EMERGING MARKETS-Interest rate jitters, recession worries crush Latam FX


Downturn in Eurozone business activity fuels growth fears


Brazil Real, Chilean Peso Down More Than 2%


sell-off of stocks; Brazil down 2.7%, Argentinian stocks down 4.2%

(Continuously new, updates prices, market activity and comments)

By Amruta Khandekar and Susan Mathew

Sep 23 (Reuters) – The Brazilian real and Chilean peso each fell over 2.5% on Friday, prompting a sell-off in emerging market currencies as fears of a global recession gripped investors Safe-haven dollar surged to 22-year highs.

The data showed a slowdown in business activity across the euro zone and the UK, stoking fears of a global economic slowdown on the heels of rate hikes and further hints from the Federal Reserve and other central banks this week.

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Risk-off sentiment led to a sell-off in the Brazilian real a day after the central bank intervened to prop up the currency, selling $2 billion in the spot market in a buyback deal. The real was on track for its sharpest daily decline in five months.

Crude oil and metals prices slipped on concerns over weaker demand. The Mexican currency fell 1.2% and the Colombian 1.7%. Leading copper exporter Chile’s peso marked its third consecutive week in the red.

“Over the next few weeks, long-term investors may be reluctant to buy into weakness as it doesn’t look like any economic data release or Fed speech will convince markets that any downside from this aggressive tightening campaign is on the horizon anytime soon said Edward Moya, Senior Markets Analyst, Americas at Oanda.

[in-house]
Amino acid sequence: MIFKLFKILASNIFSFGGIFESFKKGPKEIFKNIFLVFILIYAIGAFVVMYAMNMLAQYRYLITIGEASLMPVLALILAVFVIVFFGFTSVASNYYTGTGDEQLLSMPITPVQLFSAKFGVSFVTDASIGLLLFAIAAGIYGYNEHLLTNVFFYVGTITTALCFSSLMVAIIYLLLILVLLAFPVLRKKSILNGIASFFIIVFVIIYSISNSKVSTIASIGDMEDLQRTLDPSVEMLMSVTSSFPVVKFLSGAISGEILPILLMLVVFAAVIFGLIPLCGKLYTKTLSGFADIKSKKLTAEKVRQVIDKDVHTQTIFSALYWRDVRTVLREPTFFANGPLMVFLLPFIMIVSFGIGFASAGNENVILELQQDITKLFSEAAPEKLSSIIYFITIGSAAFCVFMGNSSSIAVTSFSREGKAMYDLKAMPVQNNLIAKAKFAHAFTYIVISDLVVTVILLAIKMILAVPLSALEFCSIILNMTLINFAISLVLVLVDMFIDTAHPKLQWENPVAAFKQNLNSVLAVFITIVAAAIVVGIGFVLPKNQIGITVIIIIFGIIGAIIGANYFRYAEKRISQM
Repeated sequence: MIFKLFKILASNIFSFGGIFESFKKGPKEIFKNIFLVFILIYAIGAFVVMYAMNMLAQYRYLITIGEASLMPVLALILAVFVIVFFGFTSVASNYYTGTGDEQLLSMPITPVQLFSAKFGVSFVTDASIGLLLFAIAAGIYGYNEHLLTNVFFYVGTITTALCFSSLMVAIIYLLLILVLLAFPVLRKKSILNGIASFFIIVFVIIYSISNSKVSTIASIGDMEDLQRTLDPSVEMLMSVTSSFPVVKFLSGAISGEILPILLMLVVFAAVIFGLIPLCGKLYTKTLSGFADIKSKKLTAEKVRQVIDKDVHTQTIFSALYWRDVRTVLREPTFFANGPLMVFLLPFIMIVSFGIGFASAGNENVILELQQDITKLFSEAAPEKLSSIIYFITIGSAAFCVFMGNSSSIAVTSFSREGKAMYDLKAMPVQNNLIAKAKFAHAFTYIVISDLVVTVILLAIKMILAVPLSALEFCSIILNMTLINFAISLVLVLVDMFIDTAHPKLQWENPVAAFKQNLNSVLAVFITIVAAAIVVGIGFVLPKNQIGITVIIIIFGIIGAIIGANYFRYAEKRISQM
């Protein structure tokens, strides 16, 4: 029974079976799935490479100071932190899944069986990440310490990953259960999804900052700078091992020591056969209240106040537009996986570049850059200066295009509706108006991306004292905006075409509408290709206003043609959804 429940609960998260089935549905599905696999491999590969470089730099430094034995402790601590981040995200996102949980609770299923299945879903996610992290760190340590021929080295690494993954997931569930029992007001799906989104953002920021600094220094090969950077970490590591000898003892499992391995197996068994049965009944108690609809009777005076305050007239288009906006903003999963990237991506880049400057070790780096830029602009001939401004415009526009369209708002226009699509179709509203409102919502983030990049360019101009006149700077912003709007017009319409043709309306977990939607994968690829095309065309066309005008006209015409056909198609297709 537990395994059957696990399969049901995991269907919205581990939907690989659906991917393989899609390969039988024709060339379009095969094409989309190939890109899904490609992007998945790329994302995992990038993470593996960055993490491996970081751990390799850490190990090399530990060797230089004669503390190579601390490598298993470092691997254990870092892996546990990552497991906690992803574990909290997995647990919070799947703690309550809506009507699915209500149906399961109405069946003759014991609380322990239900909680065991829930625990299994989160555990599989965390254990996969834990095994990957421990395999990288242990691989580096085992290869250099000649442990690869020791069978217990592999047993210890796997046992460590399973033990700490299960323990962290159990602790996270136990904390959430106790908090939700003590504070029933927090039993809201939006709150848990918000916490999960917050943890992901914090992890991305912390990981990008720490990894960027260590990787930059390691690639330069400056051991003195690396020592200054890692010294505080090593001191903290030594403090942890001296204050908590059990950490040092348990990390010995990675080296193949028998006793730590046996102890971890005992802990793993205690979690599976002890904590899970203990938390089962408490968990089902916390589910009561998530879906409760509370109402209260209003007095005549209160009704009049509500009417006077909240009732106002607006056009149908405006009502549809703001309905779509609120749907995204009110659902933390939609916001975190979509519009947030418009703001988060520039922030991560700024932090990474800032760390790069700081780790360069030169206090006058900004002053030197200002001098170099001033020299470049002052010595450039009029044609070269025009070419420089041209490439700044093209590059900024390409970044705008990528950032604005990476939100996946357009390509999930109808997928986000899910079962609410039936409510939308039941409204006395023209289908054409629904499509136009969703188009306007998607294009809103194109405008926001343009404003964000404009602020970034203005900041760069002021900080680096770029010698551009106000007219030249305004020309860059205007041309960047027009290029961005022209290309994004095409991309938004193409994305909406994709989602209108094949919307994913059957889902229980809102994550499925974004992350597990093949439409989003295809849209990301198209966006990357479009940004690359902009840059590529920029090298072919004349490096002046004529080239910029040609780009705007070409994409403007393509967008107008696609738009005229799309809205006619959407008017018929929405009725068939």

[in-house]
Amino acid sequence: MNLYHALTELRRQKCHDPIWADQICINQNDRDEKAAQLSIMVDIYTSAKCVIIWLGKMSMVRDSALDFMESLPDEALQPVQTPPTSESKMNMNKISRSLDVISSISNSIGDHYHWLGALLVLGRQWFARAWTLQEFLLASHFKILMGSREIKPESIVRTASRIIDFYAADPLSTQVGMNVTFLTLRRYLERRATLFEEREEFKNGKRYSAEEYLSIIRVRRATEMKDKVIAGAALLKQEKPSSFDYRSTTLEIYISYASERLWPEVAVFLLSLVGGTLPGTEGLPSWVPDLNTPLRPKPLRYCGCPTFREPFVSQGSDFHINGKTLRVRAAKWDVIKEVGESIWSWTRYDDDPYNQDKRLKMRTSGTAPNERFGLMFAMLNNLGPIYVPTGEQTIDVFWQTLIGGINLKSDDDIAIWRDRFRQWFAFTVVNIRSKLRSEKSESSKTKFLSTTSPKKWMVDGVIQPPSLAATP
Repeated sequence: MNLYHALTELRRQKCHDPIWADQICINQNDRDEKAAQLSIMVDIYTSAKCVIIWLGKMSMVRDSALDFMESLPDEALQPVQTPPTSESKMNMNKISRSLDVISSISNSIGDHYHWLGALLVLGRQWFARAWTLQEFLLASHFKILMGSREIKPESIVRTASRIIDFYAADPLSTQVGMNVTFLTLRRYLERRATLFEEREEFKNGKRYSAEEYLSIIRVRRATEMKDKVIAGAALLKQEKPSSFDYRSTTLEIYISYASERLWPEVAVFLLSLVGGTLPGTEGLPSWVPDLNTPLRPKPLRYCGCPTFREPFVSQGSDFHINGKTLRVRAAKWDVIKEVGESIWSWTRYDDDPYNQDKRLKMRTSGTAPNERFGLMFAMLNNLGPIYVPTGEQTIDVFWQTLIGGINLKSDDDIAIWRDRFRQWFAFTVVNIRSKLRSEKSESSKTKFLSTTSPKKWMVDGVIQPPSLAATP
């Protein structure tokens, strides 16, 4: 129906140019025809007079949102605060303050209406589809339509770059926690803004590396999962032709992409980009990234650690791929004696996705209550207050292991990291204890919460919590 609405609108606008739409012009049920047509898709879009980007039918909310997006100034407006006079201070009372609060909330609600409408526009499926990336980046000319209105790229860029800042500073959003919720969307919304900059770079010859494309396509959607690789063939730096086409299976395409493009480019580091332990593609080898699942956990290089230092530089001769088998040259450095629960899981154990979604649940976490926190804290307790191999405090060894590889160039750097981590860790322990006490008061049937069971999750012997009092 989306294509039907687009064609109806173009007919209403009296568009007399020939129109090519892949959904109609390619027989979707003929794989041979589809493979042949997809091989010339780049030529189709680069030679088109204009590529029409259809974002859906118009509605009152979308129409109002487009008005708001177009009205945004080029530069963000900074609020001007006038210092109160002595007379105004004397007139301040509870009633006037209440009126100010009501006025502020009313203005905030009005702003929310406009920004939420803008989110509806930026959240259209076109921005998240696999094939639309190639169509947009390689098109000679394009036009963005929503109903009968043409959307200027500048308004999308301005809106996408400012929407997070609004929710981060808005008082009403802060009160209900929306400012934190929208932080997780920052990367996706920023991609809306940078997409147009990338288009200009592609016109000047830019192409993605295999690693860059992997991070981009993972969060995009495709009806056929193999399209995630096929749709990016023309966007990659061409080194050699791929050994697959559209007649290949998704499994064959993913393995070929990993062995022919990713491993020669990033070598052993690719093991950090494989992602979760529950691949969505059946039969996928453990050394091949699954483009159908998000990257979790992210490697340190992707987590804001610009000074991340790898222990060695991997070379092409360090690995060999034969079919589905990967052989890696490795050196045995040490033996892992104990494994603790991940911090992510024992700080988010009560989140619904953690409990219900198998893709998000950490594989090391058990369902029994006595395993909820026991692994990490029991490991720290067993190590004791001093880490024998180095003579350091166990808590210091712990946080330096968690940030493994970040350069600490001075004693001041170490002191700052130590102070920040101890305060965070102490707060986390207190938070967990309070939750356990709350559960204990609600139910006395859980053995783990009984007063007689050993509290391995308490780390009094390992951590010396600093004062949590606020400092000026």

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Latin American currencies have outperformed their broader emerging market counterparts as regional central banks started their tightening cycles early and grew big to stay ahead of the Fed.

Regional assets also benefited from the rise in commodity prices earlier in the year. The Brazilian real has seen volatility ahead of the October elections but is still up 6% for the year.

“[Brazil’s]tax revenues have continued to surprise on the upside over the past 12 months,” said Elizabeth Johnson, managing director of Brazil research at TS Lombard.

“The outlook for 2023 remains much more challenging, mainly because of the massive increase in election-related government spending,” she warned.

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Among stocks, Argentina’s main index plunged 4.2%, while Colombia’s COLCAP lost 3.4%. Brazilian and Mexican indices each lost well over 2%.

After a week full of central banks, investors will await further decisions next week, including monetary authorities in Hungary, Mexico and Colombia, with all rate hikes expected.

In Colombia, analysts are divided, with eight of the 17 analysts polled forecasting a 100 basis point hike and lifting interest rates to 10%, while another eight expect a 150 basis point hike. (Reporting by Amruta Khandekar and Susan Mathew; Editing by Andrea Ricci and David Gregorio)

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